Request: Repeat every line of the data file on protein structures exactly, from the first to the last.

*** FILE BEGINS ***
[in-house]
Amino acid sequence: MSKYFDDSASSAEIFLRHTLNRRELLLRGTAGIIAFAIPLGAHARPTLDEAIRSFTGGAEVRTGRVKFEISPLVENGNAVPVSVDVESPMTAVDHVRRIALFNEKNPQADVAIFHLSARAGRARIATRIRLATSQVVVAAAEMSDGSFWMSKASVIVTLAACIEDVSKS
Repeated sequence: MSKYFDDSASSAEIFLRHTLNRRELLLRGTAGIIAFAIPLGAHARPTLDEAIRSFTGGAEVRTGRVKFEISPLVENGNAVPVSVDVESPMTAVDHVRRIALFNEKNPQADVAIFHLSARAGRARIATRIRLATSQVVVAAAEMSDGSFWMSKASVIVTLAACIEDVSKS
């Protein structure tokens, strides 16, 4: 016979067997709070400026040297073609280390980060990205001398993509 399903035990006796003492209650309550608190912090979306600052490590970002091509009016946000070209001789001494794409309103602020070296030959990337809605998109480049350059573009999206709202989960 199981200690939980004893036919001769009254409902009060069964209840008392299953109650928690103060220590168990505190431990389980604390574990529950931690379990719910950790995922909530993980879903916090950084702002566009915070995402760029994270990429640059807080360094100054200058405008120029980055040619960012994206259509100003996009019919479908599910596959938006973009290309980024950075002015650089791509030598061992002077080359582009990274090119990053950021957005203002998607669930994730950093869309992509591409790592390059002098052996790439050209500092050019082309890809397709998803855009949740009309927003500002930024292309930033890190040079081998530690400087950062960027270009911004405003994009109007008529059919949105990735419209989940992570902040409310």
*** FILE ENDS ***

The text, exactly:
[in-house]
Amino acid sequence: MSKYFDDSASSAEIFLRHTLNRRELLLRGTAGIIAFAIPLGAHARPTLDEAIRSFTGGAEVRTGRVKFEISPLVENGNAVPVSVDVESPMTAVDHVRRIALFNEKNPQADVAIFHLSARAGRARIATRIRLATSQVVVAAAEMSDGSFWMSKASVIVTLAACIEDVSKS
Repeated sequence: MSKYFDDSASSAEIFLRHTLNRRELLLRGTAGIIAFAIPLGAHARPTLDEAIRSFTGGAEVRTGRVKFEISPLVENGNAVPVSVDVESPMTAVDHVRRIALFNEKNPQADVAIFHLSARAGRARIATRIRLATSQVVVAAAEMSDGSFWMSKASVIVTLAACIEDVSKS
């Protein structure tokens, strides 16, 4: 016979067997709070400026040297073609280390980060990205001398993509 399903035990006796003492209650309550608190912090979306600052490590970002091509009016946000070209001789001494794409309103602020070296030959990337809605998109480049350059573009999206709202989960 199981200690939980004893036919001769009254409902009060069964209840008392299953109650928690103060220590168990505190431990389980604390574990529950931690379990719910950790995922909530993980879903916090950084702002566009915070995402760029994270990429640059807080360094100054200058405008120029980055040619960012994206259509100003996009019919479908599910596959938006973009290309980024950075002015650089791509030598061992002077080359582009990274090119990053950021957005203002998607669930994730950093869309992509591409790592390059002098052996790439050209500092050019082309890809397709998803855009949740009309927003500002930024292309930033890190040079081998530690400087950062960027270009911004405003994009109007008529059919949105990735419209989940992570902040409310």